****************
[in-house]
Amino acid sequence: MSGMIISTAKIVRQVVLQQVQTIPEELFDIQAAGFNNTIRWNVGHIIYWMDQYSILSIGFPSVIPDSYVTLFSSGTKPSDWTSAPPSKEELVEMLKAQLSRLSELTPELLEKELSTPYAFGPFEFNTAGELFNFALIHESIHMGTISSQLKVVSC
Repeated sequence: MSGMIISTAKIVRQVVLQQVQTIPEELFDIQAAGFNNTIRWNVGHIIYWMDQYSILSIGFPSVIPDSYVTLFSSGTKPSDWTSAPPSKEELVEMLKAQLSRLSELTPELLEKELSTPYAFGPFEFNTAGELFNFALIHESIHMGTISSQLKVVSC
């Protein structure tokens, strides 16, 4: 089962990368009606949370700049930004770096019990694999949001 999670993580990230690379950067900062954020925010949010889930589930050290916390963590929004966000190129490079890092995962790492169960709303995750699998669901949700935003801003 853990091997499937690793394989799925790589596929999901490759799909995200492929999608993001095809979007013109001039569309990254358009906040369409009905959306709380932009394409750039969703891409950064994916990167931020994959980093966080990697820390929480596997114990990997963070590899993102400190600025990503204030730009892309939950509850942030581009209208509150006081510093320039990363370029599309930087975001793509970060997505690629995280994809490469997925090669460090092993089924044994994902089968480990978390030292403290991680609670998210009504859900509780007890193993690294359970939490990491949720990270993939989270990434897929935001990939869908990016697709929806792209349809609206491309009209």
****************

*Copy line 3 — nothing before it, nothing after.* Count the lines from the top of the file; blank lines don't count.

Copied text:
Repeated sequence: MSGMIISTAKIVRQVVLQQVQTIPEELFDIQAAGFNNTIRWNVGHIIYWMDQYSILSIGFPSVIPDSYVTLFSSGTKPSDWTSAPPSKEELVEMLKAQLSRLSELTPELLEKELSTPYAFGPFEFNTAGELFNFALIHESIHMGTISSQLKVVSC